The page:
Photos by Linda A. Rapka
Master Quest @ Disney Hall
The highly anticipated global tour of “The Legend of Zelda: Symphony of the Goddesses – Master Quest” visited Walt Disney Concert Hall on June 14, regaling fans with a truly unique experience from one of the most beloved franchises in video game history. Continue reading
Depending on who you’re talking to, the words “classical music” will either elicit sheer joy or utter terror. The genre, so rich in history and complicated with vastly varied styles, can be confusing and downright intimidating for those who have not had the opportunity to enjoy its study. Continue reading
Though he doesn’t look much like a typical rock star, at 91, Ravi Shankar could have fooled anyone during his mesmerizing performance at Walt Disney Concert Hall. Uniquely worthy of the term “living legend,” he first amassed attention outside of his native India after befriending George Harrison in the 1960s, whose enamor with Shankar and the transfixing sounds he produced on the sitar sparked the rise of raga-rock embraced by the Beatles, the Rolling Stones, the Pretty Things, Jimi Hendrix and many other rock musicians of the time. The venerated sitar master captivated the Los Angeles audience Sept. 29, at long last. One year and two cancellations since the originally scheduled concert, ticketholders grew anxious we’d never see the venerated Indian sitar master — he’s not getting any younger, after all — a fact which also raised questions about what a performance by a nonagenarian would be like. Would his playing be as impressive as in decades past? Could it be? Continue reading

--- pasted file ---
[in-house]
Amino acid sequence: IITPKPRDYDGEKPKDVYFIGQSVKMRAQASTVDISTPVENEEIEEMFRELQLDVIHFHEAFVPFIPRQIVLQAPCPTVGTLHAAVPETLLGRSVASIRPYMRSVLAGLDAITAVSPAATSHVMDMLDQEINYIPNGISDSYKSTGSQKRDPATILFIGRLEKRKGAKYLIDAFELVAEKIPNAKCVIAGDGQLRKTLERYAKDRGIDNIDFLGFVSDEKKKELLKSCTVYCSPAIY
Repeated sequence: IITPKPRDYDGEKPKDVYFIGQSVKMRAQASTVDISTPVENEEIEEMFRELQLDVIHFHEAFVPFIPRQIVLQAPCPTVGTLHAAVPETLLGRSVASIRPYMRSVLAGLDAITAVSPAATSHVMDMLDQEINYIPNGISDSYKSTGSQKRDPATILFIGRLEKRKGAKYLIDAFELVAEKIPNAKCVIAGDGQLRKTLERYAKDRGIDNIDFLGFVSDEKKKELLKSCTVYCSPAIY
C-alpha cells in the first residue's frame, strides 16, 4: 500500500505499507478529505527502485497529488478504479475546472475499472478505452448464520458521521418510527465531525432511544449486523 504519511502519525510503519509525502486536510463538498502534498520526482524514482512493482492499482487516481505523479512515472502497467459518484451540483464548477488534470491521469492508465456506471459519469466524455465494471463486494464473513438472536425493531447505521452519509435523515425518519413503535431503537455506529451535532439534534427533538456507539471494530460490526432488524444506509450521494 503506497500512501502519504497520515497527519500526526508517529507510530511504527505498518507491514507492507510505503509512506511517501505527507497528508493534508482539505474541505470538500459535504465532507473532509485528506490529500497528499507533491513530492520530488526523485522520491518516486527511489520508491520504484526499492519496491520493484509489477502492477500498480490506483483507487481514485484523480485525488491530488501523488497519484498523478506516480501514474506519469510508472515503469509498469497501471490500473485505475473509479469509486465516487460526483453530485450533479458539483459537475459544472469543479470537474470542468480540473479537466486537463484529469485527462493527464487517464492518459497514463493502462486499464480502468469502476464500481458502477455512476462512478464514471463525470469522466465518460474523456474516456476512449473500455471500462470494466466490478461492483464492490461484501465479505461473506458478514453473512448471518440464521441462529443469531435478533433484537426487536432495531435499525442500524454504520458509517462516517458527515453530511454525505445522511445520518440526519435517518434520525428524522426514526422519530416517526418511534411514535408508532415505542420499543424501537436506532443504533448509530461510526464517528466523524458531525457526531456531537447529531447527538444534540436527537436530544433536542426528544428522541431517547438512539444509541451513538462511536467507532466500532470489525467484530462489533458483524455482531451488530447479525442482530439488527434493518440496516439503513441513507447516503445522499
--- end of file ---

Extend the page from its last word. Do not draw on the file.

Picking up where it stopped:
As published by LA RECORD:
I’ll never forget my first encounter with Gustavo Dudamel. His inaugural performance with the LA Phil back in November 2009 was illuminating. It was transcendent. It was…well, kind of fake, really. You see, my first encounter with our city’s heroic Maestro did not happen within the Douglas-fir lined walls of the prestigious Walt Disney Concert Hall. I was seated on a slab of cold concrete in the middle of the Music Center Plaza. I attended not the concert itself, but a real-time telecast a few blocks away put on for all the unfortunate souls without a golden ticket. The setting didn’t exactly lend to the experience the focused attention reserved for classical concerts. Instead, my attention was split among myriad gesticulating, wild-haired clones splashed across the numerous oversized screens surrounding the plaza, which itself was filled with talkative classical newbies and a handful of the obligatory crying babies. Thus, the Jan. 15 concert of the LA Phil performing Mahler’s 9th was my first real encounter with The Dude. I’m not going to pretend I am an expert in the classical realm, but the musical experience was exquisite, and I can say in all certainty that the real-life experience is more fulfilling than watching on a screen. The nuances of the music, the tangible energy emanating from the musicians, and the uninhibited vibrancy of the conductor are a package worthy of the in-person experience. And although this season the LA Phil has followed in the footsteps of a growing number of orchestras in the country by transmitting live performances to audiences in movie theaters, if you have the chance, and the cash, opt for the real deal.